Below are descriptions of our current projects. For information on past projects, please explore the navigation to the left.
Militants Sweep Towards Baghdad: Women's Rights Groups Mobilize
June 16, 2014
In the past 72 hours, militants have seized control of cities across northern Iraq, including Mosul, the country's second largest city. Led by the extremist group Islamic State of Iraq and Greater Syria (ISIS), the insurgents' rapid advance is raising fears of an all-out civil war as they move south towards Baghdad. The approach of this armed offensive is escalating sectarian tensions and the threat of violence even in areas beyond insurgents' control.
The International Women's Human Rights (IWHR) Clinic at CUNY Law School and MADRE, an International women's human rights organization are mobilizing an emergency response with the Iraqi women's rights organization located in Baghdad, the Organization for Women's Freedom in Iraq (OWFI) to protect people at severe risk as the threat of sectarian violence grows.
Students in the IWHR Clinic at CUNY Law School have been working with OWFI and MADRE to promote the rights, protection and physical security of marginalized and at-risk Iraqis and to prevent these groups from experiencing violence and protect those who are threatened. Clinical Law Professor Lisa Davis said, "Thousands of Iraqis are at risk of violence, especially women and those perceived to be contrary to traditional mores." Yanar Mohammed, President of OWFI said, "Armed militias are everywhere in the streets of Baghdad." She reported that, in some neighborhoods, sectarian tensions are already so high that people are afraid to leave their homes even to buy food. Yifat Susskind, MADRE Executive Director added, "In a climate of rising sectarian violence, those championing secularism and human rights are particular targets."
OWFI has identified an urgent need to relocate their members, located in neighborhoods with deep sectarian divisions. OWFI staff and supporters are also at risk because of their vocal support for secularism and women's rights. IWHR Clinic, MADRE and OWFI are partnering to provide emergency relocation, food and shelter to marginalized Iraqis. In particular, the organizations are working to relocate those at risk into a neighboring city less marked by sectarian division.
Seeking Accountability for Sexual and Gender-Based Violence Against Syrian Women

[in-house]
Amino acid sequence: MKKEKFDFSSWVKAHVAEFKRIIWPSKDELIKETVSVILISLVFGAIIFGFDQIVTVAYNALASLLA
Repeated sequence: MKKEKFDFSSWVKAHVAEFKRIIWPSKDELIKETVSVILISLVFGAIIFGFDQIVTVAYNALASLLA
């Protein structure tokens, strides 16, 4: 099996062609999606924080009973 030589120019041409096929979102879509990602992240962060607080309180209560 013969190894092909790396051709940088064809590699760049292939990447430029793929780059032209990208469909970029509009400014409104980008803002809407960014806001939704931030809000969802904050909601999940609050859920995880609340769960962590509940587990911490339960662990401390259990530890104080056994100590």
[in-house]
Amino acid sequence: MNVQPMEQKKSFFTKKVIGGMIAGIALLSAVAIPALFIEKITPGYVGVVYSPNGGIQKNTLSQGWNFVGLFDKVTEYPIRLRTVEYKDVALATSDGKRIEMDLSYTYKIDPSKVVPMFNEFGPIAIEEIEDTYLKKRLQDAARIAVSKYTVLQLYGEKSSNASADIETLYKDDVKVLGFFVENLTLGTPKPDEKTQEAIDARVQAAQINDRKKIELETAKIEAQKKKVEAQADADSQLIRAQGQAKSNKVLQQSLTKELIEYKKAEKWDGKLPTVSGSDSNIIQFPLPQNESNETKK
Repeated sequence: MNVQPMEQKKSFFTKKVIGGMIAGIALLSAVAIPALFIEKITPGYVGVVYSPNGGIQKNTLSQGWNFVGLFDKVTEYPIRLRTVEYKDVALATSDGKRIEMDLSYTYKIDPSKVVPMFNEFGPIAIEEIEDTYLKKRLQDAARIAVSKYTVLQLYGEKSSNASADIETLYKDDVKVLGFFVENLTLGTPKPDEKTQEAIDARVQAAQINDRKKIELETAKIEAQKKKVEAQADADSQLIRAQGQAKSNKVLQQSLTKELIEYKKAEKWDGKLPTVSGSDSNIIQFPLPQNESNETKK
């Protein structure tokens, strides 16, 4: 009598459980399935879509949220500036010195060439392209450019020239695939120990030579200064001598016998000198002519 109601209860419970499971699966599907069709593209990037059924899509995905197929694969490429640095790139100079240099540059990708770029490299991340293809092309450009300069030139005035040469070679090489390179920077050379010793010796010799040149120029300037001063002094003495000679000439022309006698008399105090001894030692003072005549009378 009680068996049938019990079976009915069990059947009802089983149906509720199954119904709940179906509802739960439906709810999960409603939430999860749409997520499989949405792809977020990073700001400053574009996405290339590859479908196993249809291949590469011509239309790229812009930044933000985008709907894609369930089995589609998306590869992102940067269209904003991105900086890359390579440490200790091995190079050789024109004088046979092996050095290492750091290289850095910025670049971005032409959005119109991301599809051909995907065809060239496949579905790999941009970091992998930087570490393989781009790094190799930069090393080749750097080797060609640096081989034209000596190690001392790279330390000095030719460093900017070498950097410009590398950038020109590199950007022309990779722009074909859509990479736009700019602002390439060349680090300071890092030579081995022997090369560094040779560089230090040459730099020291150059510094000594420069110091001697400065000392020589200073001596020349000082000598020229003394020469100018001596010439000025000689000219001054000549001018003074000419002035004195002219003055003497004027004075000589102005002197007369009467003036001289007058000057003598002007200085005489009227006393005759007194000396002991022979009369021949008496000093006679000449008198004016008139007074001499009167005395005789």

As violence in Syria has escalated, accounts of sexual and gender-based violence continue to grow, yet these crimes go largely undocumented as survivors are deterred from seeking medical attention or psychosocial support by cultural shame and lack of access. Our project integrates advocacy and capacity building, with documentation and reporting of women’s human rights violations in order to bring accountability and redress for these crimes in transitional justice processes as well as increase participation of Syrian women leaders with the international venues charged with upholding human rights and building peace.
Redress for Colombian Child Soldiers
The IWHR Clinic works to address human rights violations committed against demobilized child soldiers in Colombia, specifically looking at the intersection of gender and disabilities. Thousands of children have been recruited as soldiers in Colombia's armed conflict. In a war that pits the government and right-wing paramilitary groups against anti-government guerillas, all sides exploit children to advance their combat goals. Many are subjected to sexual violence and many suffer from either cognitive/social or physical disabilities. Girl members of illegal armed groups are particularly vulnerable to grave sexual violence. Clinic students engage in litigation through both UN and regional human rights mechanisms. Students work directly with clients to develop testimony; conduct in-country fact-finding investigations on human rights abuses; provide know-your-rights trainings, and; engage with UN Human Rights Experts.
Sexual Violence and LGBT Discrimination in Haiti
Post-earthquake violence against women in Haiti is widespread, especially for those living in displacement camps or poor neighborhoods. Entrenched social norms both perpetuate and justify discrimination and violence against women and deprive women of a multitude of legal rights including access to justice in the courts. Violence against LGBT community members has also been a pervasive problem in Haiti. Homosexuality remains a taboo, and as a result, the lives of many LGBTI individuals in Haiti are characterized by secrecy, isolation, discrimination, and violence. Clinic students work on addressing human rights violations committed against Haitian women and girls who are victims of sexual violence and discrimination against lesbian, gay, bisexual, and transgender (LGBT) individuals. Students work directly with clients; conduct a "know your rights" training for Haitian grassroots women's groups; conduct in-country fact-finding investigations on human rights abuses; develop testimony, and; engage with those bodies and other UN Human Rights Experts, as well as relevant international and local NGOs working on this issue.